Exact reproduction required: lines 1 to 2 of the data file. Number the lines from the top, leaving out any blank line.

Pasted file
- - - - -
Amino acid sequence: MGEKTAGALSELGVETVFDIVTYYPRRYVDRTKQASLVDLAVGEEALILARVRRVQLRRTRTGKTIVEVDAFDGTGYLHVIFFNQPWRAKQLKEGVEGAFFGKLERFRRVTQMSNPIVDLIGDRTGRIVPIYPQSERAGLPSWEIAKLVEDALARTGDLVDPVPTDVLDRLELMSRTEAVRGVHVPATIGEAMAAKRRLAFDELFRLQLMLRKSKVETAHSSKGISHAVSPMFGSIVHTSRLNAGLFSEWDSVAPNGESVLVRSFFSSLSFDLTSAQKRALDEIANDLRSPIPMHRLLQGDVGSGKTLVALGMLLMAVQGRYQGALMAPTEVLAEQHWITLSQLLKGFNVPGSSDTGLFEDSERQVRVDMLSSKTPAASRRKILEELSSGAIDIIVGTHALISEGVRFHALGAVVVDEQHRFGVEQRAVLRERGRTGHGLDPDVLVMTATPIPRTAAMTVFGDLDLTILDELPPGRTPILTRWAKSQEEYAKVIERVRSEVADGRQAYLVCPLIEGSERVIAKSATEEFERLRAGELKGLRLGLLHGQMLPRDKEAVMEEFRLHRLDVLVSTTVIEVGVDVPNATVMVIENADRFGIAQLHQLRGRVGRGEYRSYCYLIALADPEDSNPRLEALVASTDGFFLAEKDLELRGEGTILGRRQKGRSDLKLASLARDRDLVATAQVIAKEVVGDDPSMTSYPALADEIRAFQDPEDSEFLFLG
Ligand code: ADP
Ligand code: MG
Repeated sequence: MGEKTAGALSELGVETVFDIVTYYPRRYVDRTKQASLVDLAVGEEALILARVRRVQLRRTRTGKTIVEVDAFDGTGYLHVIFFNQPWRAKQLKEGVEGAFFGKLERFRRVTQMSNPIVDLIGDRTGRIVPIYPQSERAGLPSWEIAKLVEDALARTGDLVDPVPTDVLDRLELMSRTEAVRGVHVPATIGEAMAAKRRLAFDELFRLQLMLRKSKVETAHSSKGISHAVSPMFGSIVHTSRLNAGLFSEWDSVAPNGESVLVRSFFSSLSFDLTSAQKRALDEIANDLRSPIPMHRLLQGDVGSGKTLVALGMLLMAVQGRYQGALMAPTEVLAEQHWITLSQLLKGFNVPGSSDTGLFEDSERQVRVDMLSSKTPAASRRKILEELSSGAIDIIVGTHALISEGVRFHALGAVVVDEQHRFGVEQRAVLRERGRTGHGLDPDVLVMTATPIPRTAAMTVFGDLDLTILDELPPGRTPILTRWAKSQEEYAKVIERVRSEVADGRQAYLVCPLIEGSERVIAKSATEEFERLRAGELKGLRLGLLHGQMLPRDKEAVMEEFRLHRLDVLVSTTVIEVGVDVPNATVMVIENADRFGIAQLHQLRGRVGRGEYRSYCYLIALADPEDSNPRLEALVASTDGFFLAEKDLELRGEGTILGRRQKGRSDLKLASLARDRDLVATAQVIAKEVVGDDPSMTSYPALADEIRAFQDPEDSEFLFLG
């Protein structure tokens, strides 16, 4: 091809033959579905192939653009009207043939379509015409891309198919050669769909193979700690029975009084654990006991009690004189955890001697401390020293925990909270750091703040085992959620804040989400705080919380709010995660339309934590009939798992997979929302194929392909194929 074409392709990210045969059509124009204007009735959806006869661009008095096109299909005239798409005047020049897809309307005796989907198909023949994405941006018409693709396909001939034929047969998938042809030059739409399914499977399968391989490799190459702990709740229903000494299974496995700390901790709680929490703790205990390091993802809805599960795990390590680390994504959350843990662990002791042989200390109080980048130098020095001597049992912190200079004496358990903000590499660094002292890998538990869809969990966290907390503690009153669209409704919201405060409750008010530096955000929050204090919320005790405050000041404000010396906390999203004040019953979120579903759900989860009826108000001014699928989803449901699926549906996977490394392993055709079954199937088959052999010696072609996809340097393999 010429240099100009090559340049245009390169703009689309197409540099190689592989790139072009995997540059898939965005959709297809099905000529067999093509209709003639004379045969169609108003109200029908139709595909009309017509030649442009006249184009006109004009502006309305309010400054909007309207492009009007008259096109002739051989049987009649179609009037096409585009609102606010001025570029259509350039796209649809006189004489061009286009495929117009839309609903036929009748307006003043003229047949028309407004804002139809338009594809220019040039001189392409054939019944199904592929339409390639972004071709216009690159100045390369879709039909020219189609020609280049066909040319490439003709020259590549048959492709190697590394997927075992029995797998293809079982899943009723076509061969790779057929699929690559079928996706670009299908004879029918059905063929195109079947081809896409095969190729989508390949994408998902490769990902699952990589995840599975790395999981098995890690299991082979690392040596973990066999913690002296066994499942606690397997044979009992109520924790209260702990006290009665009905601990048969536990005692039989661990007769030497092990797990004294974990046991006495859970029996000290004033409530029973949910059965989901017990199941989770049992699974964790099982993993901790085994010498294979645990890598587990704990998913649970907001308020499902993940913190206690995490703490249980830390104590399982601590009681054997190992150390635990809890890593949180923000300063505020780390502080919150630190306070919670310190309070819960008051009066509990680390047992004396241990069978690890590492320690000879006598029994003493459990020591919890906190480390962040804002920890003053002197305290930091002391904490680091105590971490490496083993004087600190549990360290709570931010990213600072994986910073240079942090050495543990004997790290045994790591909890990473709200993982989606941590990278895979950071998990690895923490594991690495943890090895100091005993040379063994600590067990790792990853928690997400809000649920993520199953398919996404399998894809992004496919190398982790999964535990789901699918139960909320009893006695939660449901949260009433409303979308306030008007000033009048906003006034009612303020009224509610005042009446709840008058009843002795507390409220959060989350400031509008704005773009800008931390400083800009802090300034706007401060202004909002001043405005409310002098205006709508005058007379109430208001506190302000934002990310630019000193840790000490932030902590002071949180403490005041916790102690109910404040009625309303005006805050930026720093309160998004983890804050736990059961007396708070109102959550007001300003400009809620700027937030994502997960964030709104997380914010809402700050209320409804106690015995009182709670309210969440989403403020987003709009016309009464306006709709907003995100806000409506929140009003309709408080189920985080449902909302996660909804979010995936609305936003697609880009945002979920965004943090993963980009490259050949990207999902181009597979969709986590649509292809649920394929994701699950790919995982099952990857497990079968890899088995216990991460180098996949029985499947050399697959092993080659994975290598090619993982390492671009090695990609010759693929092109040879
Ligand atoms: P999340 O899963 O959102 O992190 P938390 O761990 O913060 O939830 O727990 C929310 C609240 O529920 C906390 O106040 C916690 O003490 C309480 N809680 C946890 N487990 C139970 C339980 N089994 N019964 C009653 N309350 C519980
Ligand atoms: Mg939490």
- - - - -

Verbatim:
Amino acid sequence: MGEKTAGALSELGVETVFDIVTYYPRRYVDRTKQASLVDLAVGEEALILARVRRVQLRRTRTGKTIVEVDAFDGTGYLHVIFFNQPWRAKQLKEGVEGAFFGKLERFRRVTQMSNPIVDLIGDRTGRIVPIYPQSERAGLPSWEIAKLVEDALARTGDLVDPVPTDVLDRLELMSRTEAVRGVHVPATIGEAMAAKRRLAFDELFRLQLMLRKSKVETAHSSKGISHAVSPMFGSIVHTSRLNAGLFSEWDSVAPNGESVLVRSFFSSLSFDLTSAQKRALDEIANDLRSPIPMHRLLQGDVGSGKTLVALGMLLMAVQGRYQGALMAPTEVLAEQHWITLSQLLKGFNVPGSSDTGLFEDSERQVRVDMLSSKTPAASRRKILEELSSGAIDIIVGTHALISEGVRFHALGAVVVDEQHRFGVEQRAVLRERGRTGHGLDPDVLVMTATPIPRTAAMTVFGDLDLTILDELPPGRTPILTRWAKSQEEYAKVIERVRSEVADGRQAYLVCPLIEGSERVIAKSATEEFERLRAGELKGLRLGLLHGQMLPRDKEAVMEEFRLHRLDVLVSTTVIEVGVDVPNATVMVIENADRFGIAQLHQLRGRVGRGEYRSYCYLIALADPEDSNPRLEALVASTDGFFLAEKDLELRGEGTILGRRQKGRSDLKLASLARDRDLVATAQVIAKEVVGDDPSMTSYPALADEIRAFQDPEDSEFLFLG
Ligand code: ADP